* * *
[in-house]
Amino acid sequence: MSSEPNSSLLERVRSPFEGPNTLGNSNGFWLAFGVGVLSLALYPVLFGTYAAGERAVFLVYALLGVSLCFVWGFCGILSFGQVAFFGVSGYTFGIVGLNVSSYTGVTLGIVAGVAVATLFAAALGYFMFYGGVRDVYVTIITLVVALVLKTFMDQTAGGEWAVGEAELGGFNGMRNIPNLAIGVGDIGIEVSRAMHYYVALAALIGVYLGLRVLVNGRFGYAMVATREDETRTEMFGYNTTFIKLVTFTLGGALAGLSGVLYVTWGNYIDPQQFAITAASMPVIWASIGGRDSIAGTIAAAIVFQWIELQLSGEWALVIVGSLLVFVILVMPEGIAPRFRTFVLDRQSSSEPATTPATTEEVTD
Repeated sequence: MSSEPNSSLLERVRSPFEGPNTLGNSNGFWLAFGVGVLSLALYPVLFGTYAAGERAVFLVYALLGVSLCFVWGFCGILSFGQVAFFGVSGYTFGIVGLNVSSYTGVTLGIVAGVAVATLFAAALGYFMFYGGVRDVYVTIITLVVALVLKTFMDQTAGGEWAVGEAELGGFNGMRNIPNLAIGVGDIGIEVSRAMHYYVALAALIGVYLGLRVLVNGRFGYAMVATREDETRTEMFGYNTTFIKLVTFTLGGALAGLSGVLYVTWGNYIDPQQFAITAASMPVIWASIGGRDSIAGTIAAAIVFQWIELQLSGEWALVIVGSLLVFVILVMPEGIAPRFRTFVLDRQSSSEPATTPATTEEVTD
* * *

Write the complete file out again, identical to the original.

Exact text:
[in-house]
Amino acid sequence: MSSEPNSSLLERVRSPFEGPNTLGNSNGFWLAFGVGVLSLALYPVLFGTYAAGERAVFLVYALLGVSLCFVWGFCGILSFGQVAFFGVSGYTFGIVGLNVSSYTGVTLGIVAGVAVATLFAAALGYFMFYGGVRDVYVTIITLVVALVLKTFMDQTAGGEWAVGEAELGGFNGMRNIPNLAIGVGDIGIEVSRAMHYYVALAALIGVYLGLRVLVNGRFGYAMVATREDETRTEMFGYNTTFIKLVTFTLGGALAGLSGVLYVTWGNYIDPQQFAITAASMPVIWASIGGRDSIAGTIAAAIVFQWIELQLSGEWALVIVGSLLVFVILVMPEGIAPRFRTFVLDRQSSSEPATTPATTEEVTD
Repeated sequence: MSSEPNSSLLERVRSPFEGPNTLGNSNGFWLAFGVGVLSLALYPVLFGTYAAGERAVFLVYALLGVSLCFVWGFCGILSFGQVAFFGVSGYTFGIVGLNVSSYTGVTLGIVAGVAVATLFAAALGYFMFYGGVRDVYVTIITLVVALVLKTFMDQTAGGEWAVGEAELGGFNGMRNIPNLAIGVGDIGIEVSRAMHYYVALAALIGVYLGLRVLVNGRFGYAMVATREDETRTEMFGYNTTFIKLVTFTLGGALAGLSGVLYVTWGNYIDPQQFAITAASMPVIWASIGGRDSIAGTIAAAIVFQWIELQLSGEWALVIVGSLLVFVILVMPEGIAPRFRTFVLDRQSSSEPATTPATTEEVTD